Listeria may pose greater risk of early miscarriage, UW researchers say
Listeria may pose a greater risk of early miscarriages than previously thought, according to research released this week.
Researchers at the University of Wisconsin-Madison School of Veterinary Medicine are studying how pathogens affect fetal development and change the outcome of pregnancy.
According to a news release Tuesday, researchers believe that the inflammation caused by the maternal immune response to the fast-moving listeria infection also affects the placenta, keeping it from protecting the fetus.
“It’s striking that mom doesn’t get particularly ill from listeria infection, but it has a profound impact on the fetus,” said Ted Golos, a UW-Madison reproductive physiologist and professor of comparative biosciences and obstetrics and gynecology. “That’s familiar now, because we’ve been talking about the same difference in Zika virus.”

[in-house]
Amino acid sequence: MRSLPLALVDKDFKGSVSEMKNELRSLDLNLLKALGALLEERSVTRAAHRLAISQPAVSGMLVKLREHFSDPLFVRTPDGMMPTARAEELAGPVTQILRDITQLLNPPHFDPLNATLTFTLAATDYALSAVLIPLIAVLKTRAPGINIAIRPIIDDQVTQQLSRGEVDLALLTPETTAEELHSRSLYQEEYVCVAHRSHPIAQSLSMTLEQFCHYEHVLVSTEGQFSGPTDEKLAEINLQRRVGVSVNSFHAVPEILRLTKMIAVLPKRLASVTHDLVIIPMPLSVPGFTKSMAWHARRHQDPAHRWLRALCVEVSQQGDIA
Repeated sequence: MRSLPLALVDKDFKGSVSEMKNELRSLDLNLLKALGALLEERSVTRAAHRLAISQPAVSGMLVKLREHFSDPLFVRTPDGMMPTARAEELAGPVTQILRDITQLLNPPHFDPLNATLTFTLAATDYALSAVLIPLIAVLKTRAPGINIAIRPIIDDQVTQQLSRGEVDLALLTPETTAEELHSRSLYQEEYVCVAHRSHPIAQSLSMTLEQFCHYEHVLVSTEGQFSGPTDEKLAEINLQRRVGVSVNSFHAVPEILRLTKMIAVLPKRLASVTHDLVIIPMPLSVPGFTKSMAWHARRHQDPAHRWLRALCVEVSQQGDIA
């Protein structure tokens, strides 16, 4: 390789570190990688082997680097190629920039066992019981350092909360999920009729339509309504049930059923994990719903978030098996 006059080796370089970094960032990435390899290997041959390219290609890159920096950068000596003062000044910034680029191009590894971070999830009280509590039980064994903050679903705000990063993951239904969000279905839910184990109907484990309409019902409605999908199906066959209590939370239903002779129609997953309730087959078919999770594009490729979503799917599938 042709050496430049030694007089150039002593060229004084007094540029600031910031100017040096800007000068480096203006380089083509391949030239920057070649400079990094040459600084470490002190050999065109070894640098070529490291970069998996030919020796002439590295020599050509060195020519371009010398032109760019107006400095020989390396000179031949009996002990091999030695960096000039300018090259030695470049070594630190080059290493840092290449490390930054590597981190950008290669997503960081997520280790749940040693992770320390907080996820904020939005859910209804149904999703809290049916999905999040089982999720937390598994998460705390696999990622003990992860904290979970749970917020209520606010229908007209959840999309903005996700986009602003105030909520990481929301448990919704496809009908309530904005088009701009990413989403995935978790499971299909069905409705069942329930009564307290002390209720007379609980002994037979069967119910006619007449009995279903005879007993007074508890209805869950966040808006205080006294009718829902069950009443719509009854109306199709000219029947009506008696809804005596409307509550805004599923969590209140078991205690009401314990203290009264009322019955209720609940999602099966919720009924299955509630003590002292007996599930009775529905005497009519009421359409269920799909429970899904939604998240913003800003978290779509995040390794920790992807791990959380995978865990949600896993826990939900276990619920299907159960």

The common bacteria is found in unpasteurized milk, soft cheeses, raw sprouts, melon and deli meats. Researchers say it may be the culprit in some unexplained miscarriages.
Pregnant women are warned to avoid many of the foods that can harbor listeria, because the bacterium is known to cause miscarriage and stillbirth, and spur premature labor.
The severe outcomes have resulted in a zero tolerance regulatory policy for listeria in ready-to-eat foods, according to the university. But when it occurs, listeria infection in pregnancy may go unnoticed. The few recognizable symptoms are nearly indistinguishable from the discomfort most newly pregnant women feel.
Golos’ work is funded by the National Institutes of Health.